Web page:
January 6, 2010 |
One of the more pleasing developments of the last decade has been the long-overdue beginning of a national conversation about food -- not just the arcane techniques used to prepare it and the luxurious restaurants in which it is served, but, much more important, how it is grown and produced. The only problem is that so far it hasn't been much of a conversation. Instead, what we have are two armed camps deeply suspicious of one another shouting past each other (sound familiar?). On the one side, the hard-line aggies seem convinced that a bunch of know-nothing urbanites want to send them back to Stone Age farming techniques.
December 6, 2010 |
Yoshikatsu Mochida strolls between the long, green rows of his field, pausing occasionally to inspect the mustard spinach and garland chrysanthemums that have grown shin-high. They are ready to be harvested. But the 66-year-old Japanese farmer won't pick them. That's because the field is his, but the crops aren't. For more than a year, Mochida has divided some of his farmland on the outskirts of Yokohama into 8 feet by 40 feet plots, renting 70 of them to urbanites who come once a week to tend their crops.
April 27, 2012 |
Analyzing DNA from four ancient skeletons and comparing it with thousands of genetic samples from living humans, a group of Scandinavian scientists reported that agriculture initially spread through Europe because farmers expanded their territory northward, not because the more primitive foragers already living there adopted it on their own. The genetic profiles of three Neolithic hunter-gatherers and one farmer who lived in the same region of...
CALIFORNIA | LOCAL
March 14, 1999
Re "Pesticides and Public Health," letters, March 7. I find myself thoroughly confused. People vote for Save Open Space and Agricultural Resources (SOAR) laws to preserve open space and farmland, then want to shut down the agriculture business to "protect" themselves from farming, because farmers use pesticides too close to residential communities. Non-farmers know pesticides are unnecessary because they have read papers on organic farming and are now experts in agriculture. I'm sure farming is difficult enough considering the vagaries of weather, irrigation concerns, maintaining arable soil (plus a host of other things to which I plead ignorance)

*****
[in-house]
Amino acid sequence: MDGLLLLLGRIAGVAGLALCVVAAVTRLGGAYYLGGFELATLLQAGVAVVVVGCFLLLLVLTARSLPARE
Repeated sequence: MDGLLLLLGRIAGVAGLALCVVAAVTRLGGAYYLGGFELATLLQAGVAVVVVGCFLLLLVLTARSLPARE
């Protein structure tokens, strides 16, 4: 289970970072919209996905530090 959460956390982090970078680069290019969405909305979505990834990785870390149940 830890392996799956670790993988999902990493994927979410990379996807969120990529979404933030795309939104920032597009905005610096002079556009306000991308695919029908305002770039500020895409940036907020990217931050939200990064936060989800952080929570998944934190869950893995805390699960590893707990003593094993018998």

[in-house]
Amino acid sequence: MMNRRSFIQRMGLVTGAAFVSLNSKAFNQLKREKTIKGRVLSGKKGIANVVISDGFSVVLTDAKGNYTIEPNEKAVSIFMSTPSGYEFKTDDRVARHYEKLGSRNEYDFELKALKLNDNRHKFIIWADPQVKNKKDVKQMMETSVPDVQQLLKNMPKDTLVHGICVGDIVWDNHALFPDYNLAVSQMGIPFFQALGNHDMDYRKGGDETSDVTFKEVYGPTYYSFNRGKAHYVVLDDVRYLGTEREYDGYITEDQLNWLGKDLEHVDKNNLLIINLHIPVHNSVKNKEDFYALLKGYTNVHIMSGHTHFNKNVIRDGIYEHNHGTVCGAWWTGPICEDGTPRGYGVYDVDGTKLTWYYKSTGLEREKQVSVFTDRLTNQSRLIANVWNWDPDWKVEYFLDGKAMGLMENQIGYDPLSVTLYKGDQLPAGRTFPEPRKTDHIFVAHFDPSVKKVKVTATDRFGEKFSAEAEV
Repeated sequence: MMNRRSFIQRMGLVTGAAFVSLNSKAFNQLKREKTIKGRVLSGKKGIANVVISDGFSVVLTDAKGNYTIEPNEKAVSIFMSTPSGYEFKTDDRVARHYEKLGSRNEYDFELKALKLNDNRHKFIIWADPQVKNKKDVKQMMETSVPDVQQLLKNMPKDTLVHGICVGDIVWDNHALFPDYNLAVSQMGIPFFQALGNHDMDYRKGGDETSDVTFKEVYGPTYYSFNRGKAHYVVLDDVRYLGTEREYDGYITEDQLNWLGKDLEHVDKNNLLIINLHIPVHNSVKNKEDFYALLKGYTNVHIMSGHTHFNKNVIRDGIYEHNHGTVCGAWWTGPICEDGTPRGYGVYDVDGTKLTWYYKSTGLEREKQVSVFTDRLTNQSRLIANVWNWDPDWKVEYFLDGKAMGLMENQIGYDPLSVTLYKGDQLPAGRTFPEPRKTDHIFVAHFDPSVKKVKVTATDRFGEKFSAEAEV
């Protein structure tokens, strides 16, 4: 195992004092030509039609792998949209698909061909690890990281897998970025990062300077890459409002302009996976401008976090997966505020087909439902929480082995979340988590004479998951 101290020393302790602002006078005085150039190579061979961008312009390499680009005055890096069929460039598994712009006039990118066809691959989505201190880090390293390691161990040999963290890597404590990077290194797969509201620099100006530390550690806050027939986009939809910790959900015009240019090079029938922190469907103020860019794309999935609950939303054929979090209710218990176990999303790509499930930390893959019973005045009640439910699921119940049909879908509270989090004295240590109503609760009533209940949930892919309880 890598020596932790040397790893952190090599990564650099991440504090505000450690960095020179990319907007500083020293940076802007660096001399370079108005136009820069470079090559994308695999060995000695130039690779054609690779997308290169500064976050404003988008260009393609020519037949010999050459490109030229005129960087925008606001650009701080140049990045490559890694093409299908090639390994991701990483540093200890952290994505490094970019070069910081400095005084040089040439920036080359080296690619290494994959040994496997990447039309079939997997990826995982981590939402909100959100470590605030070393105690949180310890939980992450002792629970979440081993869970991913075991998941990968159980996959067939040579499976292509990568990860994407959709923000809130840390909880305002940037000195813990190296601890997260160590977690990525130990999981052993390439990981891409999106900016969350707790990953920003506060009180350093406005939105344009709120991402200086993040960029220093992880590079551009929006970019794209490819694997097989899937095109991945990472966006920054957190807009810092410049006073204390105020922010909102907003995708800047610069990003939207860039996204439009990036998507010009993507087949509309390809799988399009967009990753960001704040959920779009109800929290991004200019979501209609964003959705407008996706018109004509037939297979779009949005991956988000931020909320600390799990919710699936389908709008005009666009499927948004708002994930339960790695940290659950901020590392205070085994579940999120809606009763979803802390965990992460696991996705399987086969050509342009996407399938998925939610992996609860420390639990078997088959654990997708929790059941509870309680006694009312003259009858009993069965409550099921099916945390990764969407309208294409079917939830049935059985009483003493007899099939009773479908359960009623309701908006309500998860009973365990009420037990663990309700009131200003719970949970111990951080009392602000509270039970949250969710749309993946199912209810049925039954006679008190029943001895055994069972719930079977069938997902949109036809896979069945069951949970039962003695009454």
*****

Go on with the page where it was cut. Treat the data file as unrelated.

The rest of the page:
May 19, 1989 |
The Dutch Ministry of Agriculture on Thursday proposed a bold plan that aims to make farming less harmful to the environment by halving the use of pesticides and insecticides within 10 years. Agriculture Minister Gerrit Braks said he wanted to steer Dutch farming away from the use of chemical fertilizers toward organic, ecologically friendly techniques. He said the use of some chemicals will be taxed, and the more toxic ones will be banned. The government plans to double spending on ecologically safe agriculture to $215 million a year in the next five years.
April 29, 1987 |
State Food and Agriculture Director Clare Berryhill, a charter member of Gov. George Deukmejian's Cabinet and an aggressive promoter of California farm exports, resigned Tuesday, effective May 22. Deukmejian, who made the announcement in a prepared statement released by his office, did not name a successor to the 61-year-old Berryhill, a rough-hewn grower and former state legislator known for his candor.